“We just went through our second winter-break shutdown, and I think we saw significant improvements from the first year even as we changed our approach,” said Trimmer. “In the first year, Jane and I actually went into every space — residence hall rooms, fraternity and sorority house rooms, campus offices — to check that windows were closed and electric devices, including computers and refrigerators, were unplugged.
"When it came to the student rooms this time, we distributed printed checklists and asked students to indicate those things that they had done and to tape the completed checklist to the door. If we saw a checklist, we didn’t enter a room," continued Trimmer. "Having to sit down and fill out the check list, then sign your name at the bottom makes you stop and focus on what you're being asked to do. You can also see, when you walk down a hallway, that your peers are making that effort. Not only did this save us a lot of time, but we found that our students really did a good job of complying. Even in those cases where there was not a completed checklist on the door, they had usually done everything we asked.”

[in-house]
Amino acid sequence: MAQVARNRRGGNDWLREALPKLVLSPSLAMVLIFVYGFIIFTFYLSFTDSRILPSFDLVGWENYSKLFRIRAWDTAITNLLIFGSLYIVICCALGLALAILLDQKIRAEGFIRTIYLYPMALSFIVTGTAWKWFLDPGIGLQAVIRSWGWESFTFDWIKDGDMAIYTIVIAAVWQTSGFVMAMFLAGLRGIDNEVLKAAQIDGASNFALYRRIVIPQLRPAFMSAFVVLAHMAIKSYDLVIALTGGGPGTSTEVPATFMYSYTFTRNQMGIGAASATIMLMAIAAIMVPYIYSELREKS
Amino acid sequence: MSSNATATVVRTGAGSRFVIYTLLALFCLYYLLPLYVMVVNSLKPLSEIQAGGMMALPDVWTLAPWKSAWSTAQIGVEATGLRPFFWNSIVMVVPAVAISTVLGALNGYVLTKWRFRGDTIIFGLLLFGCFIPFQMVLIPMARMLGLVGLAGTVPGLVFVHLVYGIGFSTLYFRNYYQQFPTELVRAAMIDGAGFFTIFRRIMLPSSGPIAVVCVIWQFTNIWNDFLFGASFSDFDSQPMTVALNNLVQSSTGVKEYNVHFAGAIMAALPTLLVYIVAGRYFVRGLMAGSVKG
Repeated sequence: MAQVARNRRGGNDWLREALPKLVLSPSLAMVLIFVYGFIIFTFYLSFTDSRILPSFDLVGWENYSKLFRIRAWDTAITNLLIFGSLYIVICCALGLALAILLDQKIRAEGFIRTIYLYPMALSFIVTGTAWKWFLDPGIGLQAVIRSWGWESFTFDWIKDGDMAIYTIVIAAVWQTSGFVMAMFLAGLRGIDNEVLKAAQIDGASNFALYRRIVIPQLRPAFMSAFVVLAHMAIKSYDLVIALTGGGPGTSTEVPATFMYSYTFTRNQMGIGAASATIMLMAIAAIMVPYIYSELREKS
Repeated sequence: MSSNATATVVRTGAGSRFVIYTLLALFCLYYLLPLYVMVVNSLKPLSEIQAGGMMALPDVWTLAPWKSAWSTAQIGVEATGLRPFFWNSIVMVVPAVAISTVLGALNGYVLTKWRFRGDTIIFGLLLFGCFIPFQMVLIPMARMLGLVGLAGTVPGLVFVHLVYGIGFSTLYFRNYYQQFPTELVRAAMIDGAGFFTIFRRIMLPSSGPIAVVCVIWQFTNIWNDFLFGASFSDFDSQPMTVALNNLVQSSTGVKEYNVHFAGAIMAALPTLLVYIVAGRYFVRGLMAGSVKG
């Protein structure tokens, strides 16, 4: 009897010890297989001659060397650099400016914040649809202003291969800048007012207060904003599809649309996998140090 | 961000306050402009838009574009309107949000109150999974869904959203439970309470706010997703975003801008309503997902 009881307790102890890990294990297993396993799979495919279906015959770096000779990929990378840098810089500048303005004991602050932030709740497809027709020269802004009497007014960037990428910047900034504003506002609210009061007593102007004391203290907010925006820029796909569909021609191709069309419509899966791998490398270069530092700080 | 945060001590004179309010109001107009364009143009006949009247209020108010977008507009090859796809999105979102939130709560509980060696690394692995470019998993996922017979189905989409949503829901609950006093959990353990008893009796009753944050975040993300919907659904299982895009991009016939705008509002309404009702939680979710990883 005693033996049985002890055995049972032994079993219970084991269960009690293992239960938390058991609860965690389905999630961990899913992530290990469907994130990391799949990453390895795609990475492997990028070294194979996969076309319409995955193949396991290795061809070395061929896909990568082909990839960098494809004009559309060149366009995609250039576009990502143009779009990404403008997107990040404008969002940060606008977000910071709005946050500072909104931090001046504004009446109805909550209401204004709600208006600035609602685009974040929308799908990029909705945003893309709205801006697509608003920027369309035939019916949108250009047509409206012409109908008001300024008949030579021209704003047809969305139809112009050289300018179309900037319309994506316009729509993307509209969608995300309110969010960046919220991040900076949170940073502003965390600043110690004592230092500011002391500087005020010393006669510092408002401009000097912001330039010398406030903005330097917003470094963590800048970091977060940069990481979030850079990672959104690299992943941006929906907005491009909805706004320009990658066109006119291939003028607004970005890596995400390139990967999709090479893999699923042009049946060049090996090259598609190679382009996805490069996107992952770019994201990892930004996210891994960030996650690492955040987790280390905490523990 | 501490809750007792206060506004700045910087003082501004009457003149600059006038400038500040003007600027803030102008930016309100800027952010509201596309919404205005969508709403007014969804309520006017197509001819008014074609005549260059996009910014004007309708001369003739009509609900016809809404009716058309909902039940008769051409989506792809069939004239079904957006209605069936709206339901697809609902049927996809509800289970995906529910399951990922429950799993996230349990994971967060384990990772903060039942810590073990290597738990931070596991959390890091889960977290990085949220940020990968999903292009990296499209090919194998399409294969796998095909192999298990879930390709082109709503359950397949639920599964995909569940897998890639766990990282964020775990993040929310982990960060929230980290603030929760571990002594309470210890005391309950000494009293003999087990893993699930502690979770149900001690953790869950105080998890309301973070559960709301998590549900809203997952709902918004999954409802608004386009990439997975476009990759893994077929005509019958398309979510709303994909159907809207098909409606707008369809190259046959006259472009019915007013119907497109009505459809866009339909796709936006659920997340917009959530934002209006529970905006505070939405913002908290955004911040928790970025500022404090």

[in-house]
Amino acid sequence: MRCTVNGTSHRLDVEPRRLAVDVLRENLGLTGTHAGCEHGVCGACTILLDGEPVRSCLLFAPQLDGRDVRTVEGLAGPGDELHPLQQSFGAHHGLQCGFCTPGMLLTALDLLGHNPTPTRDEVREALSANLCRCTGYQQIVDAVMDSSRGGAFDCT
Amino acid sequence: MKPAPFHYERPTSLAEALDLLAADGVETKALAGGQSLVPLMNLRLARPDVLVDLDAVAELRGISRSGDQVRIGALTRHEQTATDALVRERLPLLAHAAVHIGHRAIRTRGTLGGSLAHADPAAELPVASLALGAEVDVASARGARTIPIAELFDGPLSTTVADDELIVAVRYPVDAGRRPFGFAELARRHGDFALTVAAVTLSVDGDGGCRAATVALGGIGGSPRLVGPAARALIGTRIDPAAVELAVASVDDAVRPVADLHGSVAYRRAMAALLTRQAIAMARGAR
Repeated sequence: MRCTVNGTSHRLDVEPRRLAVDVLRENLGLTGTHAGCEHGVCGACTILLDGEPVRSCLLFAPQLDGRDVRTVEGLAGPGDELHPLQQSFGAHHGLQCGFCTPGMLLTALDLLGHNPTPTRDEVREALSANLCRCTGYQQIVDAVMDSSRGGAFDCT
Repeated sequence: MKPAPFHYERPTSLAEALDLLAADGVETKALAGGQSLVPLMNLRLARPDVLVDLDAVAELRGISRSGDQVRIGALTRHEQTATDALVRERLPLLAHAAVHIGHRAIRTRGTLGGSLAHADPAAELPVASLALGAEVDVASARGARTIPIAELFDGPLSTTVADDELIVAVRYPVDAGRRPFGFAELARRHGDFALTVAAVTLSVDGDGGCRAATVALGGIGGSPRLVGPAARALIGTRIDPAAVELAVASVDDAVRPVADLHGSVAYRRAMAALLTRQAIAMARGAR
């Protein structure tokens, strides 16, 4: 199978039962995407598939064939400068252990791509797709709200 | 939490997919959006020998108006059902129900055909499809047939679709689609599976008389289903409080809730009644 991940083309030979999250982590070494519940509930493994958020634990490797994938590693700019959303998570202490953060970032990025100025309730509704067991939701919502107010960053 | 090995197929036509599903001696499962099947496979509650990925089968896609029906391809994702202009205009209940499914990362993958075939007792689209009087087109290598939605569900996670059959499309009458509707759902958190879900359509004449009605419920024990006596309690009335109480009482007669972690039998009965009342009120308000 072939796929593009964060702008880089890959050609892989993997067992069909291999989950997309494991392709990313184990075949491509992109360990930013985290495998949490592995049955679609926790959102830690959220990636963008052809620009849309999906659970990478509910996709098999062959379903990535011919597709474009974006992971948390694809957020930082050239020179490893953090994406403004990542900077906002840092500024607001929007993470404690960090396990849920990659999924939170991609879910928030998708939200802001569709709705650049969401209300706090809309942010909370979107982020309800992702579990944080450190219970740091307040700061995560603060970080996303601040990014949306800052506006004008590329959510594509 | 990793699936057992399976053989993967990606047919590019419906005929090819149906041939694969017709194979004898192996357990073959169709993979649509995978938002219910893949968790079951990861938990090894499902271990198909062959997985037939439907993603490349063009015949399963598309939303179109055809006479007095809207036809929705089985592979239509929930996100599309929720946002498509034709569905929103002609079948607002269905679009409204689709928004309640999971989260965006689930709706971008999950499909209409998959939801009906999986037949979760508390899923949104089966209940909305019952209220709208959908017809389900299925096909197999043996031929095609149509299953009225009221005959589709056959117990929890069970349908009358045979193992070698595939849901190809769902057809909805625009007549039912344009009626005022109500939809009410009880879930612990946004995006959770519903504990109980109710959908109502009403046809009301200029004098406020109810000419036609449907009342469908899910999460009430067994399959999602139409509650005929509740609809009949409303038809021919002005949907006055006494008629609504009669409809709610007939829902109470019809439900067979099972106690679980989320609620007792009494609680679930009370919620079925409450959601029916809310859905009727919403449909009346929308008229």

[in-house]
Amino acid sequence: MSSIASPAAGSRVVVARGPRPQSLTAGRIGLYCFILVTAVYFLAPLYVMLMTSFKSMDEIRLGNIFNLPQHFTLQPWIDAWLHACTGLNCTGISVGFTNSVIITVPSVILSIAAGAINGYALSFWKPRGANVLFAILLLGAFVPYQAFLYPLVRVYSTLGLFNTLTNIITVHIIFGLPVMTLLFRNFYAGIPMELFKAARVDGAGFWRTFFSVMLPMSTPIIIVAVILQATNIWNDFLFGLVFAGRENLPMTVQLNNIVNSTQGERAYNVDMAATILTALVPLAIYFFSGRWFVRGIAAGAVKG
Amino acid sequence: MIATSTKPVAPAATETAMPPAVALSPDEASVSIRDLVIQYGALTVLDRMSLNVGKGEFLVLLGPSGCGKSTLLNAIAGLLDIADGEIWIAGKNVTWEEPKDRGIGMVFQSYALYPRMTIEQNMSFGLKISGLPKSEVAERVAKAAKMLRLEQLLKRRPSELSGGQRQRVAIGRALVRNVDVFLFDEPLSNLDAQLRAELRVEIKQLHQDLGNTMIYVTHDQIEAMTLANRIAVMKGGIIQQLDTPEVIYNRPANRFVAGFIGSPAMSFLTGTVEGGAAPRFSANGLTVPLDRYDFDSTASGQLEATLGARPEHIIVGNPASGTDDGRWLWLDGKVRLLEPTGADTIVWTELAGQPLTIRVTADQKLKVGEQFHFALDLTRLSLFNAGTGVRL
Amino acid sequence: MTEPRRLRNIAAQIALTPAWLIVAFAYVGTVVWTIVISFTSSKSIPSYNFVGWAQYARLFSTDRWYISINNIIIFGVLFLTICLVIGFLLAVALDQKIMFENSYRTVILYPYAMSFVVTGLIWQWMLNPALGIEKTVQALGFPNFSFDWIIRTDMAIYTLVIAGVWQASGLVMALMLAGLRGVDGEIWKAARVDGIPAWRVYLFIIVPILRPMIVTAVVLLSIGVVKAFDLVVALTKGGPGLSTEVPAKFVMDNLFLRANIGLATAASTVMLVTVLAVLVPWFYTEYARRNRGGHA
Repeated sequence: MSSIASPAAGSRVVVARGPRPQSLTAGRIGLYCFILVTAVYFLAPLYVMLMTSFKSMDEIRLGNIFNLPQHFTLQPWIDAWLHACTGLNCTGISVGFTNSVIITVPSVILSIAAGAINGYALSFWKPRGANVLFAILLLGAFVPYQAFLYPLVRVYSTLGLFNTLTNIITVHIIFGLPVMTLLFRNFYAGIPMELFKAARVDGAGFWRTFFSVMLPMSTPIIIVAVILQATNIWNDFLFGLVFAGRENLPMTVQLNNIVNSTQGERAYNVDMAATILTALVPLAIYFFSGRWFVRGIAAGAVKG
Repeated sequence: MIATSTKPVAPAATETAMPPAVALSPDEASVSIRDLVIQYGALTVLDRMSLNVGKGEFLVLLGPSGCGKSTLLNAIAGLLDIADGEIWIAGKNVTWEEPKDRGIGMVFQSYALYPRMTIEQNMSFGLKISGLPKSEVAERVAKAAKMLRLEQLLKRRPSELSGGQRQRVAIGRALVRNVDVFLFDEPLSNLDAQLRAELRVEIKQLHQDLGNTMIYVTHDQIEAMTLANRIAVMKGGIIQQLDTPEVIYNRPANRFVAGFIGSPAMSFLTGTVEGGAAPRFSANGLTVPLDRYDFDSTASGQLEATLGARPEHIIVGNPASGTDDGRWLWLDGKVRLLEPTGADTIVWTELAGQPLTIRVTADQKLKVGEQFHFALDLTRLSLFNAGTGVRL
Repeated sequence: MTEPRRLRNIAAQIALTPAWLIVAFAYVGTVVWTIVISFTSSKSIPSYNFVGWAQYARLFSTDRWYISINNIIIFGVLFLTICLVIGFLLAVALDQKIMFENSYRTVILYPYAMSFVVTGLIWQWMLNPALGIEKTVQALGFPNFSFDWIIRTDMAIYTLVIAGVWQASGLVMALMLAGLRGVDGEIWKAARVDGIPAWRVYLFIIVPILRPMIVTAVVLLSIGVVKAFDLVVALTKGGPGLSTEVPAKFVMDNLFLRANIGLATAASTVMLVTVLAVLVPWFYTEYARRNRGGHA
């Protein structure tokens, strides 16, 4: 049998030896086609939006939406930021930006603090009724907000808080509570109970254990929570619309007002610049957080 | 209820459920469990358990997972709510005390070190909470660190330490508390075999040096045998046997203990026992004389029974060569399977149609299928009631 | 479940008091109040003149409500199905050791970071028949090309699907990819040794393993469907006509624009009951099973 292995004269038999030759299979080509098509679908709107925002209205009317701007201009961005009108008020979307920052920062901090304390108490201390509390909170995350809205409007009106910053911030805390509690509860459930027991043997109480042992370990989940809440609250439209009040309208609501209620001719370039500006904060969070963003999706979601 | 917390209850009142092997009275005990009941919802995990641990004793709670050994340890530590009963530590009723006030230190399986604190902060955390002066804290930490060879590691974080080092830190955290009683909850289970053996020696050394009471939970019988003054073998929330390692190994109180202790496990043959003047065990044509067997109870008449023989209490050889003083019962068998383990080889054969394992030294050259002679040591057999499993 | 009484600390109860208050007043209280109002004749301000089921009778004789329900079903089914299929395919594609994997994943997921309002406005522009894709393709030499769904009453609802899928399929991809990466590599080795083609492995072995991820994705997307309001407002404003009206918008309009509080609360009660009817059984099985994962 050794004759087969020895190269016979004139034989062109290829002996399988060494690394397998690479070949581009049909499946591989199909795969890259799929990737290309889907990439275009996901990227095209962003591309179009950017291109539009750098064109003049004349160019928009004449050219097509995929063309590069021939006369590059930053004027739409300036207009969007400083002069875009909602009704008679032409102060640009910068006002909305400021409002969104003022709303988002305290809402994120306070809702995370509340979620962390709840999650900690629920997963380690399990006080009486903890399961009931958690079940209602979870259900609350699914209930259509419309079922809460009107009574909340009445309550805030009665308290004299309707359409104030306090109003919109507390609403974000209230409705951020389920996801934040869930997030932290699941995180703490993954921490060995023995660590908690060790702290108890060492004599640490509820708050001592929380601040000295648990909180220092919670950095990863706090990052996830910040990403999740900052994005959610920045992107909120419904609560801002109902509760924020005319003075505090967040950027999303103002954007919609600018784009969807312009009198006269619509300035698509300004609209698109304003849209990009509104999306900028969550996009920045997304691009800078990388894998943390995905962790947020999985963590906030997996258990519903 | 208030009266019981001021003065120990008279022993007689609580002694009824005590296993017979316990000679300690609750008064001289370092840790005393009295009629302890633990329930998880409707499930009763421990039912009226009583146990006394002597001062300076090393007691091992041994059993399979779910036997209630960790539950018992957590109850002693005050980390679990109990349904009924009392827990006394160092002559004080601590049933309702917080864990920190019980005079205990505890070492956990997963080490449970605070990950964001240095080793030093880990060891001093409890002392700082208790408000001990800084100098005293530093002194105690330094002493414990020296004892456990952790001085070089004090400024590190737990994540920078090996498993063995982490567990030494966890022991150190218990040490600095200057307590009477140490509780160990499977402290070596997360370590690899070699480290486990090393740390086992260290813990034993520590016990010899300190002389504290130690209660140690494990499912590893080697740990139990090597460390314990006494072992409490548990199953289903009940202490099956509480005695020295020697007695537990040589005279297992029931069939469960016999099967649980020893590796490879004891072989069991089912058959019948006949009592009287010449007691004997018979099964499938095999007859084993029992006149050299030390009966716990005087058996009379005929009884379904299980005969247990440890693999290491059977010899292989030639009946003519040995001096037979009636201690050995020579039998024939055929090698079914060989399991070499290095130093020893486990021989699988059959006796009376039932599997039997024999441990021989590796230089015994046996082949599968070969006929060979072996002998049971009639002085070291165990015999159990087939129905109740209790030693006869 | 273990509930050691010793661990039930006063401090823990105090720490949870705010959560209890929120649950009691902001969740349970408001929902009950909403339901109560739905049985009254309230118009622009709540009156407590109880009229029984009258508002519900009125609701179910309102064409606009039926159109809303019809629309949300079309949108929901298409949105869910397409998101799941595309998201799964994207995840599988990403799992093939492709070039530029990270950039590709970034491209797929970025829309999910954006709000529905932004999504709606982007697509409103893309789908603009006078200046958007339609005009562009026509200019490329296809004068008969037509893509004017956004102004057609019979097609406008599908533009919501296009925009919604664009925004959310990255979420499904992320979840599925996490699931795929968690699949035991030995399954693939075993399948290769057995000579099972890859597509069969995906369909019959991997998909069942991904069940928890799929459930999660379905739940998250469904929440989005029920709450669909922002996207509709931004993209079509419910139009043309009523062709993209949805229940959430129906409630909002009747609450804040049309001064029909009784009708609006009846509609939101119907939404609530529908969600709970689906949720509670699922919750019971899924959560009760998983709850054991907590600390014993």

As Stewart and Trimmer have discovered, saving energy is a matter of careful planning and constant conversation with the people who live and work in the various spaces around campus.
During the winter break, for instance, the two energy specialists spent many hours carefully planning which rooms and buildings the students on athletic teams would be occupying when they returned for practices and games in the middle of the break. They also worked with custodial staff in buildings where there might be changes in the scheduled opening and closing times.
“One of the things that I was doing during the winter break was checking on new systems that have been installed in the Science Center for both air handling and lighting,” said Trimmer. “Not only do we want to be sure that the new controls are making the air-handling unit operate as expected, but we also need to work with custodians in the buildings to be sure that changes in the times that lights come on or go off do not have a negative impact on their work. There are a lot of small details to consider.”